- Acknowledge and accept that you have a dark side. By accepting that their personalities are defined by dark traits, leaders will be better able to monitor how these influence their behavior, and the impact that they have on their leadership skills.
- Get to know your dark side. Knowing what their dark side looks like from both their and others’ perspectives is a good start towards understanding which dark traits a leader may have and so help with how they act.
- Understand what other people see. Some people in a team might be more sensitive to the impact of the dark side compared with others. Knowing which characteristics he or she displays, and how they are received by others, is one step further towards effectively managing their impact.
- Manage the dark side for effective leadership performance. Keeping healthy is one way of keeping the dark side in check, as it is more likely to emerge when resources are depleted. It is also useful for leaders to identify which triggers activate their dark side so that they can, if possible, avoid these or at least be prepared to deal with their consequences.
- Mitigate the impact of the dark side. One way of doing this is to develop suitable coping mechanism that can be applied, especially during times of strain, to minimize its impact.
- Practice being your best version. It is possible for individuals to manage preferences to allow them to demonstrate better leadership effectiveness. This can be hard and requires a commitment to stay focused. Maintaining change over time is difficult, since there is a tendency to go back to our default mode — our personalities — especially when we are tired, stressed, or get too familiar with our surroundings. One way of staying on-track is to work with a leadership coach who can help manage the dark side, and so maintain an effective leadership style at all times.
How do you manage leaders with Dark Triad traits?
First of all, remember that these people are not ‘evil’ and none of this means that they don’t also have positive qualities. In fact, according to some theories, many of these traits are actually a sign of insecurity or a lack of self-esteem. Narcissism, for example, is believed to be a defense mechanism adopted by those who feel they aren’t getting the love they crave from others. Their remaining recourse then is to turn inward and provide the love themselves. They project an image of great confidence and even believe it themselves; however, this may be their way of hiding a serious insecurity.
There are many subtleties and gradations of personality types, and the behaviors associated with them can change from day to day. As a manager, you will need to address negative behaviors to maintain productivity within your team right away. If you let them fool you, they’ll rule you.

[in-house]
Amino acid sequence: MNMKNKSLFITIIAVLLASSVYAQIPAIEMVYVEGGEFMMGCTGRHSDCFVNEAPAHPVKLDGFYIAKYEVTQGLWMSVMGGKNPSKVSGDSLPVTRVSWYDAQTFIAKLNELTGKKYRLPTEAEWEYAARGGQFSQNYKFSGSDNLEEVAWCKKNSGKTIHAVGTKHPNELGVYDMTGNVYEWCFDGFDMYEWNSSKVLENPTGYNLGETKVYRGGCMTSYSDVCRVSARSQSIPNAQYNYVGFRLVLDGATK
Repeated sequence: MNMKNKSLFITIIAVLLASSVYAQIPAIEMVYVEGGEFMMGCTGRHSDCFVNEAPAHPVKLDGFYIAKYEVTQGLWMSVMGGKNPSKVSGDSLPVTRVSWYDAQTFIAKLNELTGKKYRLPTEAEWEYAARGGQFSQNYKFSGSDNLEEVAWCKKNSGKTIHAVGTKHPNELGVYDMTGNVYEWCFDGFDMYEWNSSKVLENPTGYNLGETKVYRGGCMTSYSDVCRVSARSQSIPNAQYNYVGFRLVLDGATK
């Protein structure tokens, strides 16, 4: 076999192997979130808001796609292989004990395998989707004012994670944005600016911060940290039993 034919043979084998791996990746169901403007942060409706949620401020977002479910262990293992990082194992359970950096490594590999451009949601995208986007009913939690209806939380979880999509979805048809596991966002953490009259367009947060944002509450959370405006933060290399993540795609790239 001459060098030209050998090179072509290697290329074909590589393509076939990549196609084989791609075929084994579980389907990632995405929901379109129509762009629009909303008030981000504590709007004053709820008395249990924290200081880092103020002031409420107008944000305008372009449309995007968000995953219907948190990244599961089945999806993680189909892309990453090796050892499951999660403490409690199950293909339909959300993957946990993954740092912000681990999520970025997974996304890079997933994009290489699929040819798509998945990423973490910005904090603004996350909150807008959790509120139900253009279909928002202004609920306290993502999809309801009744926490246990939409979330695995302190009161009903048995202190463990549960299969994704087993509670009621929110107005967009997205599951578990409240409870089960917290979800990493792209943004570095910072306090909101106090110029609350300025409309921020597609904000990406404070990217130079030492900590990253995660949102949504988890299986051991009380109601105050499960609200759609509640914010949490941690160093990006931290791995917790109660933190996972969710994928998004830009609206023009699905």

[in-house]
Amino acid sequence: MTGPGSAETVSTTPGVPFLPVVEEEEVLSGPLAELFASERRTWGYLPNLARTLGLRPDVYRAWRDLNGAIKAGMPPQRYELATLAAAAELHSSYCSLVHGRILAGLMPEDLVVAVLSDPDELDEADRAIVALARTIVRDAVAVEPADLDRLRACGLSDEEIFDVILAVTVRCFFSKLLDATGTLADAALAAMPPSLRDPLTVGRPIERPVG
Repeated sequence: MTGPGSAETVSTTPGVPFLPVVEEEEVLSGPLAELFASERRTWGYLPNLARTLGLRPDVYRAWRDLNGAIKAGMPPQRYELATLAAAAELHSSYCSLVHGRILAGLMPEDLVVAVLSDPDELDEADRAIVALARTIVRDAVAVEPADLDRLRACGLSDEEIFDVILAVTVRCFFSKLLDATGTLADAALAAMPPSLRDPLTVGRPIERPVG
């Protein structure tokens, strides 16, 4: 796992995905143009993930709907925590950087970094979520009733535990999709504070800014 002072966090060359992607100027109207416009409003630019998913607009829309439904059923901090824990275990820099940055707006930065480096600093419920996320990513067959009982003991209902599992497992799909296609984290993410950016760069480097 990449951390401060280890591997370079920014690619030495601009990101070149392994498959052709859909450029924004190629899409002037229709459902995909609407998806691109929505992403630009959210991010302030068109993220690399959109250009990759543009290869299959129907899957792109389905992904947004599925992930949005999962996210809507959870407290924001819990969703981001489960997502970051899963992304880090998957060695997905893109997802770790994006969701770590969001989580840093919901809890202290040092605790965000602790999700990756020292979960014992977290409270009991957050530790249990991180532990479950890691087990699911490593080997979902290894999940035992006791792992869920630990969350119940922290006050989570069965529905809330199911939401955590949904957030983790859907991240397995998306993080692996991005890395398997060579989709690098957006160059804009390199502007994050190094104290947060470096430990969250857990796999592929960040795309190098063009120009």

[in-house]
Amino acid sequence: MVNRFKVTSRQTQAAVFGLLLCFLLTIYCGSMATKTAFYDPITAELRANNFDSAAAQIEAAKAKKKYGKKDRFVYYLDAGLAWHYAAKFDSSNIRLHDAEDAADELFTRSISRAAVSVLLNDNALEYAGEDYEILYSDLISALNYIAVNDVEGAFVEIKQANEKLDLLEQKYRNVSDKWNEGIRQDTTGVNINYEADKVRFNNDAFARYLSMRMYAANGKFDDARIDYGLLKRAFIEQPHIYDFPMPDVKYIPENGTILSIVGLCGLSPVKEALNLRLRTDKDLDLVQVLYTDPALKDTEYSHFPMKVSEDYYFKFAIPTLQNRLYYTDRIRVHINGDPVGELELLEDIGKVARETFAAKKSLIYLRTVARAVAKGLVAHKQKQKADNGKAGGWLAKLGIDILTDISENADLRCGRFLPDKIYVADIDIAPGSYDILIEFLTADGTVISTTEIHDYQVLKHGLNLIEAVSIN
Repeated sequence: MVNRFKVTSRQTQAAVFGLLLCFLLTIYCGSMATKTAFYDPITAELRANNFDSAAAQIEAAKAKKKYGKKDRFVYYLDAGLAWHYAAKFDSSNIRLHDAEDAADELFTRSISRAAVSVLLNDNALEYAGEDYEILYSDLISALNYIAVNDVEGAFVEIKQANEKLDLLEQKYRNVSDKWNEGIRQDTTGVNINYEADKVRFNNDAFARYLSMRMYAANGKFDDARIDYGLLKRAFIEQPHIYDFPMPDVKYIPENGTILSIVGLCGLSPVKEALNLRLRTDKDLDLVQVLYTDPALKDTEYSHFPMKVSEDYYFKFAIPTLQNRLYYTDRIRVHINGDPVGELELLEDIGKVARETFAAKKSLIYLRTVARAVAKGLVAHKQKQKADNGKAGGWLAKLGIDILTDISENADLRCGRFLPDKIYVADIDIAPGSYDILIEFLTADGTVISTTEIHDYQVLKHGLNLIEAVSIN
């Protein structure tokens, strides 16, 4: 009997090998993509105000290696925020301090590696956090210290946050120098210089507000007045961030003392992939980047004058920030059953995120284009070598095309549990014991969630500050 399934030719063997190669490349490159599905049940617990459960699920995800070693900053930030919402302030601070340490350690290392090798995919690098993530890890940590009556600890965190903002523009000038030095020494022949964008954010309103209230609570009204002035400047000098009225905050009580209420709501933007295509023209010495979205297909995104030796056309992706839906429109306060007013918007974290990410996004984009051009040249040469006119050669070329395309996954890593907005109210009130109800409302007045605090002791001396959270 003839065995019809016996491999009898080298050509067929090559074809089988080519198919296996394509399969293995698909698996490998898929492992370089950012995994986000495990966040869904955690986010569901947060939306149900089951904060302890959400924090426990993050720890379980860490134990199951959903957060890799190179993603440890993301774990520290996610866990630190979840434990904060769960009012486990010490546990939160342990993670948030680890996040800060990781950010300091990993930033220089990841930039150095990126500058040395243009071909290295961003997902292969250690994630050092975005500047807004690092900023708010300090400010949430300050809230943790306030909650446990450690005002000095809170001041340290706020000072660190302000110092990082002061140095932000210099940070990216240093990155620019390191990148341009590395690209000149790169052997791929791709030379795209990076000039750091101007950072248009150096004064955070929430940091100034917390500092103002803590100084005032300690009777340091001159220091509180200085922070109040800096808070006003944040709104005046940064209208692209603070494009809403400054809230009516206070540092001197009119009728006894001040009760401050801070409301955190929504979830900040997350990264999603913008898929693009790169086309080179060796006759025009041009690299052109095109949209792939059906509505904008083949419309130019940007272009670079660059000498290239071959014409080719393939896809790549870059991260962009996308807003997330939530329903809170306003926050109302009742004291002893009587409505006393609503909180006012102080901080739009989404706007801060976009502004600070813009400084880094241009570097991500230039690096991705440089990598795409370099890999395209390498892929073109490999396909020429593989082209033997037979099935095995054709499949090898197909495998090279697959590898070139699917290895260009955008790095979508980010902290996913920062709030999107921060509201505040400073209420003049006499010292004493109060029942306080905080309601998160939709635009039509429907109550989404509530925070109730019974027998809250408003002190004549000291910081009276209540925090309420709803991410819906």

- Hack narcissism. The selfishness of narcissists can disrupt team morale and harmony. A narcissist may have a big ego and do whatever he can to grab the spotlight. He may demand credit for ideas, use “I” and “me” instead of “we,” and can often dominate discussions or meetings. People with big egos often don’t expect to be challenged, so stand your ground and meet her claims or demands with solid counter-arguments.
- Identify manipulators. If someone has Machiavellian tendencies, he could try to influence co-workers by selfishly manipulating them, perhaps through coercion or deception. Manipulative people are often good at hiding their actions, however, there are signs you can look out for, such as someone who won’t take no for an answer, who always excuses her hurtful behavior, or presents a different “face” to different people to serve her purposes. If you challenge a manipulative person, be specific about what actions you have spotted and how he is harming your team. Make it clear that his behavior must change, and consider performance agreements to hold him accountable.
- Deal with anger. A team member with psychopathic traits may be prone to anger and aggression, and you must defuse such situations speedily. Some people try to suppress their anger, which can then show itself in passive aggressive ways. It is important you stay safe if you feel threatened. If you are dealing with someone’s ongoing anger issues, distance yourself emotionally from his behavior, and try to identify the cause of his rage.
- Confront bullies. Sometimes anger can spill over into bullying. If you spot bullying on your team, it is as important to support the victim, as it is to confront the bully and hold her accountable.
What can we learn from leaders with Dark Triad traits?
Narcissists inspire enthusiasm. Narcissists achieve amazing goals by putting their needs and desires ahead of everything and everyone else. They are great at presenting themselves and their ideas, and they are incredibly enthusiastic about things that are important to them. Most important, they can be great at getting others on board. Whenever you want to win someone over, show an attitude a narcissist might have: “I am awesome, and this is the best idea you are ever going to hear.”
Manipulators know how to influence others. Manipulators know all the buttons to push to get what they want from the people around them. There are many ways of influencing others, including ingratiation, forming political alliances, horse trading, and even threats. Manipulating people toward a goal that will benefit them as well as you is the essence of leadership. Hence, consider trying the full range of tactics for influencing others if the end results are worth it.
Psychopaths don’t look back. They have a willingness to put themselves ahead of other people, coupled with very little shame or remorse when they have done wrong. They bounce back very quickly from failure. And as a result, they are willing to make mistakes and take risks. Those are qualities of resilience every leader can use. Next time something goes wrong, simply say “I made a mistake”, accept it, and move on.
Managing the quality and best fit of your organization’s candidates starts with an empowered human resources department that can assess the traits of their hires.
When the pressure is on, the line between strength and weakness is not always clear – drive becomes ruthless ambition, attention to detail becomes micromanaging. The dark side of your personality derails careers and companies. It does not have to. Inspired Executives offer Hogan Leadership Assessments that measure personality characteristics, career derailment risks, core value drivers, cognitive style and decision-making. Great data that informs hiring decisions and development plans. Contact us.
Build the skills you need to cope. Be assertive, savvy and confident when managing triadic leaders and in dealing with conflict. There are various ways to improve your skills in this area. Let’s talk. Contact us.
Lead courageously, Annette.